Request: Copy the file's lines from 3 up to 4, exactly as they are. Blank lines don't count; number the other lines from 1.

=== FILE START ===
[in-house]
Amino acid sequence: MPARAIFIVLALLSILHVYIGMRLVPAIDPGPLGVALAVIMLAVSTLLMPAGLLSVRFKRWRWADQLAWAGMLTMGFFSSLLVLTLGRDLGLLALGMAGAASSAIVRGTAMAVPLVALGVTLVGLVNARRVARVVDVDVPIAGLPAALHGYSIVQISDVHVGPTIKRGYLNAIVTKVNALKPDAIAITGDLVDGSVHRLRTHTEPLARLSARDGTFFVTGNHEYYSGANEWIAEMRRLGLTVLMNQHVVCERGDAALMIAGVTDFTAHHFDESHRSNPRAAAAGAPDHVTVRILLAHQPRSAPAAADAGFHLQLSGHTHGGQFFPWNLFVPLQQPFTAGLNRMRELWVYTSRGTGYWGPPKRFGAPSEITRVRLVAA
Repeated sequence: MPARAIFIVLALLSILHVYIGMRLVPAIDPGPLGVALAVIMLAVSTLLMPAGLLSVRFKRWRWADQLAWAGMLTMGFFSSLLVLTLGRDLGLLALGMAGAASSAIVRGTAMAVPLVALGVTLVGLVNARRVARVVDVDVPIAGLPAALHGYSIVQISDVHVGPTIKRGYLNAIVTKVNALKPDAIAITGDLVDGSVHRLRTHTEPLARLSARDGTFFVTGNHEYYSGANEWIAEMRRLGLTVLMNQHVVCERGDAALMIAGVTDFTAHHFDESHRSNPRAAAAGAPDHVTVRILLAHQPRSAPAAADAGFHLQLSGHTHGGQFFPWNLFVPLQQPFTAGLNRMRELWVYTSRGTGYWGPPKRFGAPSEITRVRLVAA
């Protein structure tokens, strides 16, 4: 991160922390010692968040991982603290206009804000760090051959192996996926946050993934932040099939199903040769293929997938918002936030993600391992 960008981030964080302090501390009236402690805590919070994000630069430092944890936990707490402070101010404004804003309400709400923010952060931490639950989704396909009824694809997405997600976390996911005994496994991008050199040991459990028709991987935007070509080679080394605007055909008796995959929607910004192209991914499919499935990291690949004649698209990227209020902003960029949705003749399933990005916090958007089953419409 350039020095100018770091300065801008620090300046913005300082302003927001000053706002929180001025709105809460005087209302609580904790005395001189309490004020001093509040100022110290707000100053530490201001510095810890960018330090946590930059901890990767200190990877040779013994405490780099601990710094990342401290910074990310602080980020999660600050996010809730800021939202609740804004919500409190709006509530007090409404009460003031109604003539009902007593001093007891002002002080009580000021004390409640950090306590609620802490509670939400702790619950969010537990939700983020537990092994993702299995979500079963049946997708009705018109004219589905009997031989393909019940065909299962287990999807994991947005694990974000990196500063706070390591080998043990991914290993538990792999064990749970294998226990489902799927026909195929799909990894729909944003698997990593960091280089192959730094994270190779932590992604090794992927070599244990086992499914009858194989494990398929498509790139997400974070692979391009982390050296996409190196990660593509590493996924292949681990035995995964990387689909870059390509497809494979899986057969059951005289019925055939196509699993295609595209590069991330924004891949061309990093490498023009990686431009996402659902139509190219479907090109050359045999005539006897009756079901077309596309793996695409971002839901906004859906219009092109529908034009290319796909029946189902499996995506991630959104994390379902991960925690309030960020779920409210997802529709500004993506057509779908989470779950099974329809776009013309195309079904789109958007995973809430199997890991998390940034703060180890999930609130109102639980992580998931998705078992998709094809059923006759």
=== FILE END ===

Repeated sequence: MPARAIFIVLALLSILHVYIGMRLVPAIDPGPLGVALAVIMLAVSTLLMPAGLLSVRFKRWRWADQLAWAGMLTMGFFSSLLVLTLGRDLGLLALGMAGAASSAIVRGTAMAVPLVALGVTLVGLVNARRVARVVDVDVPIAGLPAALHGYSIVQISDVHVGPTIKRGYLNAIVTKVNALKPDAIAITGDLVDGSVHRLRTHTEPLARLSARDGTFFVTGNHEYYSGANEWIAEMRRLGLTVLMNQHVVCERGDAALMIAGVTDFTAHHFDESHRSNPRAAAAGAPDHVTVRILLAHQPRSAPAAADAGFHLQLSGHTHGGQFFPWNLFVPLQQPFTAGLNRMRELWVYTSRGTGYWGPPKRFGAPSEITRVRLVAA
């Protein structure tokens, strides 16, 4: 991160922390010692968040991982603290206009804000760090051959192996996926946050993934932040099939199903040769293929997938918002936030993600391992 960008981030964080302090501390009236402690805590919070994000630069430092944890936990707490402070101010404004804003309400709400923010952060931490639950989704396909009824694809997405997600976390996911005994496994991008050199040991459990028709991987935007070509080679080394605007055909008796995959929607910004192209991914499919499935990291690949004649698209990227209020902003960029949705003749399933990005916090958007089953419409 350039020095100018770091300065801008620090300046913005300082302003927001000053706002929180001025709105809460005087209302609580904790005395001189309490004020001093509040100022110290707000100053530490201001510095810890960018330090946590930059901890990767200190990877040779013994405490780099601990710094990342401290910074990310602080980020999660600050996010809730800021939202609740804004919500409190709006509530007090409404009460003031109604003539009902007593001093007891002002002080009580000021004390409640950090306590609620802490509670939400702790619950969010537990939700983020537990092994993702299995979500079963049946997708009705018109004219589905009997031989393909019940065909299962287990999807994991947005694990974000990196500063706070390591080998043990991914290993538990792999064990749970294998226990489902799927026909195929799909990894729909944003698997990593960091280089192959730094994270190779932590992604090794992927070599244990086992499914009858194989494990398929498509790139997400974070692979391009982390050296996409190196990660593509590493996924292949681990035995995964990387689909870059390509497809494979899986057969059951005289019925055939196509699993295609595209590069991330924004891949061309990093490498023009990686431009996402659902139509190219479907090109050359045999005539006897009756079901077309596309793996695409971002839901906004859906219009092109529908034009290319796909029946189902499996995506991630959104994390379902991960925690309030960020779920409210997802529709500004993506057509779908989470779950099974329809776009013309195309079904789109958007995973809430199997890991998390940034703060180890999930609130109102639980992580998931998705078992998709094809059923006759």